East 1. Bos 2. NYY(*) 3. TB 4. Bal 5. Tor Everyone likes the Red Sox, and I don’t disagree; they have the strongest mix of pitching and offense in the toughest division in American sports, even if Beckett and Lackey are question marks and you’d like them more if they had a real shortstop or catcher. That isn’t to say that they should be huge favorites, though — age or no age the Yanks still have an absolutely devastating offense, and a killer bullpen than might help their very thin rotation get by until the cavalry arrives from eliminated small markets. I can’t pick a team with Burnett as their #2 starter to win the division, but only improvements by Toronto and Baltimore can keep them from the wild card; they’re the second-best team in baseball, but whether the record will reflect that is another story. The Rays remain real contenders, and the rotation could well be the best in the division. But while they scored a lot of runs last year, they greatly overachieved the actual performance of their hitters based on exceptional baserunning (some of which has fled to Boston) and and luck (which can’t be counted on.) I don’t think they have the power to win this division. The Orioles’ addition of veteran hitters is irrelevant to their long-term success but may help to make them more respectable, and Showalter’s short-term record is good. The Blue Jays could actually win almost any other division, so I don’t mean this as a diss, but the injuries to the rotation worry me, and the offense projects as the weakest in the division.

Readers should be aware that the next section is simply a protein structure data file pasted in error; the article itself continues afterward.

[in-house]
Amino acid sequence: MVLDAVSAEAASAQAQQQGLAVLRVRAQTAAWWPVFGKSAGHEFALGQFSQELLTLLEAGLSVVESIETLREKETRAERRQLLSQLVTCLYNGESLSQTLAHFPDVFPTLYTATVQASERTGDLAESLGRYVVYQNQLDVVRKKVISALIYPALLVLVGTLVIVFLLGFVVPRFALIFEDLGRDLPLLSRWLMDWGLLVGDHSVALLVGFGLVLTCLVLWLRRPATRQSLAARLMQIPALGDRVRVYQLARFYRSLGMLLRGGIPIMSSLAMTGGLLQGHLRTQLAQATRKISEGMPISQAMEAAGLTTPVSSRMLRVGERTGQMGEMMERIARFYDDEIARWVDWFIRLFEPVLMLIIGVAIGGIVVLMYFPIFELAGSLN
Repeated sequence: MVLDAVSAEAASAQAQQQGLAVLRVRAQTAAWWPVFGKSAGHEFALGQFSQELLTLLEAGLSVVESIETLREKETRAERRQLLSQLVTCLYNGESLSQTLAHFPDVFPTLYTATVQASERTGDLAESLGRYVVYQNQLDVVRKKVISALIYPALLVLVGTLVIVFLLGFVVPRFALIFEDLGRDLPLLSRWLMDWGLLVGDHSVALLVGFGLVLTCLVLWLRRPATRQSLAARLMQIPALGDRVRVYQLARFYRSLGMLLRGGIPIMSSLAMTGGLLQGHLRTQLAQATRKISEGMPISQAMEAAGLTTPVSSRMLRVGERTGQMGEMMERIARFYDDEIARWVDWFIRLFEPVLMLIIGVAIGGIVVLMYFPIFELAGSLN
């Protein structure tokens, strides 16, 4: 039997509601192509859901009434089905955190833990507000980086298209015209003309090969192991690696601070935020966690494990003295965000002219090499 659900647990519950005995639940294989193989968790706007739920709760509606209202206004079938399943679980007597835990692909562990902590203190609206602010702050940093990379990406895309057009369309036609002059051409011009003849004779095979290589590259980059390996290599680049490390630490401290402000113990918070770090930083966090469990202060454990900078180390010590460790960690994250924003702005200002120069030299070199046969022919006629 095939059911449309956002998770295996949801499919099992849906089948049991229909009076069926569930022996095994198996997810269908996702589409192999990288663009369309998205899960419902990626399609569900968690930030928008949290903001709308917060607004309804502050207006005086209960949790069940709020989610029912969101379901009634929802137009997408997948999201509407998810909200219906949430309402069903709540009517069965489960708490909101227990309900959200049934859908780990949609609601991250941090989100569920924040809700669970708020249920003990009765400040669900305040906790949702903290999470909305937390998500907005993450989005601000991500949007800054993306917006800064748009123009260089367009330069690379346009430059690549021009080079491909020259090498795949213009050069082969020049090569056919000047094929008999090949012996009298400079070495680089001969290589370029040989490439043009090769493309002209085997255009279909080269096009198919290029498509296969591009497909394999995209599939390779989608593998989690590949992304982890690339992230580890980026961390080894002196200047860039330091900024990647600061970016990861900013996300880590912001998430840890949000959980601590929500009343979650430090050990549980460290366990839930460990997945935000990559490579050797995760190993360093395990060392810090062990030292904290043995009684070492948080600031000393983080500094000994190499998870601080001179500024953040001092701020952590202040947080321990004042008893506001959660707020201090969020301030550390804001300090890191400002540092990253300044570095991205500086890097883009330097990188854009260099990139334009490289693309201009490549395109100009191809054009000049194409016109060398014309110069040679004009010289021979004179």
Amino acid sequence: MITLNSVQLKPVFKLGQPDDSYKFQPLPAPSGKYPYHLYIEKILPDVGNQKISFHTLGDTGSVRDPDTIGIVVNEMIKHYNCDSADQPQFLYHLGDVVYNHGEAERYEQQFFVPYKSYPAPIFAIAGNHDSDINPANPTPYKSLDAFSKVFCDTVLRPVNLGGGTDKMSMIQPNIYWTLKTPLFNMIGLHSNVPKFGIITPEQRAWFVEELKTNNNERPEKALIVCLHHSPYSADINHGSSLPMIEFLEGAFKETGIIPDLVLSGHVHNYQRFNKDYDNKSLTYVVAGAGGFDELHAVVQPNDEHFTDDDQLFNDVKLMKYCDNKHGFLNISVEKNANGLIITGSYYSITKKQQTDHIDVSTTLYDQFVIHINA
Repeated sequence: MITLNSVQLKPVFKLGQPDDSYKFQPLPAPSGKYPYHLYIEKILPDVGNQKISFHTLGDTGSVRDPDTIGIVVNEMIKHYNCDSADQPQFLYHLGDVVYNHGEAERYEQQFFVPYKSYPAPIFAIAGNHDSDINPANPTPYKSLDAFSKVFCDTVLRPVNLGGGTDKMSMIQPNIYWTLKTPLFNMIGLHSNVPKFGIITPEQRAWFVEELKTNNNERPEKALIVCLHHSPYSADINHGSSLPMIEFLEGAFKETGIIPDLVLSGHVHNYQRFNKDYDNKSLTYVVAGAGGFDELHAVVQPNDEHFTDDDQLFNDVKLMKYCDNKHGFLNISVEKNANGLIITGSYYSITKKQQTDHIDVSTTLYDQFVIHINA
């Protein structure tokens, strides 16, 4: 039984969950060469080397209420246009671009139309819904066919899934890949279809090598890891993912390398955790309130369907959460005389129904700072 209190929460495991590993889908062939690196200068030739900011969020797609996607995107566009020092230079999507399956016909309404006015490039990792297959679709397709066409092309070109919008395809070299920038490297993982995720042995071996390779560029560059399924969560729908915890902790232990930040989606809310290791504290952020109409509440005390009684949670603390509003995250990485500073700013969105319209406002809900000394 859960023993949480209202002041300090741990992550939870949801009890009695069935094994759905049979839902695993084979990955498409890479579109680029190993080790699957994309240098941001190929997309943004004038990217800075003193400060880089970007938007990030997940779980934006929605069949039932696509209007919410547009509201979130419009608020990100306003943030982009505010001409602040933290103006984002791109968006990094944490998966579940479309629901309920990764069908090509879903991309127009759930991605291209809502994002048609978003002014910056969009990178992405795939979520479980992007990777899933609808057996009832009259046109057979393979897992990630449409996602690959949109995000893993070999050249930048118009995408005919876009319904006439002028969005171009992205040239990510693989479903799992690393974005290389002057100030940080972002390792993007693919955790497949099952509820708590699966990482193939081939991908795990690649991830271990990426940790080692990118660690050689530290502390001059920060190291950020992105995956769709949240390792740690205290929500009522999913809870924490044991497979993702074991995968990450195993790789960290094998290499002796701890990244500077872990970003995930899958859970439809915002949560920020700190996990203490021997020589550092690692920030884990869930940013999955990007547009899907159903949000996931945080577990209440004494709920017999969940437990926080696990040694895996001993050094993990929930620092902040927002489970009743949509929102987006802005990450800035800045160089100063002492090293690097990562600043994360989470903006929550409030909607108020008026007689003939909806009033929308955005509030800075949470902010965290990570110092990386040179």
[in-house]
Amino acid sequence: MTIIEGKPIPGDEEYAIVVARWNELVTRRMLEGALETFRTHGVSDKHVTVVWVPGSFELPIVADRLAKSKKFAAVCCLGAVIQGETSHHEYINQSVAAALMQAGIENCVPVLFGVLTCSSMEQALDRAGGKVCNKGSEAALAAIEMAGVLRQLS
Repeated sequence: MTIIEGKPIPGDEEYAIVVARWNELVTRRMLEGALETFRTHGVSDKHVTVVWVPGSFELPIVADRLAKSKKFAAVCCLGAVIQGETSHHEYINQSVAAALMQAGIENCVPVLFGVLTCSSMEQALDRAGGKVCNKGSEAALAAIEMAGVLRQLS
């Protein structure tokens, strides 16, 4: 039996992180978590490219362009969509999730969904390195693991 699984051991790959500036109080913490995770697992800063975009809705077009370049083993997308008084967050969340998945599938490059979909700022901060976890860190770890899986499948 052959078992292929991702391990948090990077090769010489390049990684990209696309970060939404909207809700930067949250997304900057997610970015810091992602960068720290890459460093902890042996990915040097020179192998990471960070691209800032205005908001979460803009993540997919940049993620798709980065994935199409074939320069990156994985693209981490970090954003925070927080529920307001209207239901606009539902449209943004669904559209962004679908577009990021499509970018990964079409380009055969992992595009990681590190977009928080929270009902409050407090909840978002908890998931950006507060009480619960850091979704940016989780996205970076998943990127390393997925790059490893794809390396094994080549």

West: 1. SF 2. Col 3. L.A. 4.ARI 5. S.D. The defending champs are likely to get worse years from their overachieving veterans but more value from their young players, and of course the rotation in the best in the league west of Philly. The Rockies are interesting, but the lineup has some holes, their best player has trouble staying on the field and their best pitcher tailed off substantially in the second half last year. I like the Dodger rotation, but the lineup ends at the #4 hole and an organization in turmoil is unlikely to improve their hand during the year. Last year, nobody thought the Padres were good, and despite the fact that they nearly made the playoffs…I still don’t think they’re good; apart from the bullpen it’s hard to see the virtues and by far their best player is gone, although I like the pickups of Hudson and Maybin. So in a coin flip I’ll pick the youngish talent of the DBacks to finally push forward a bit.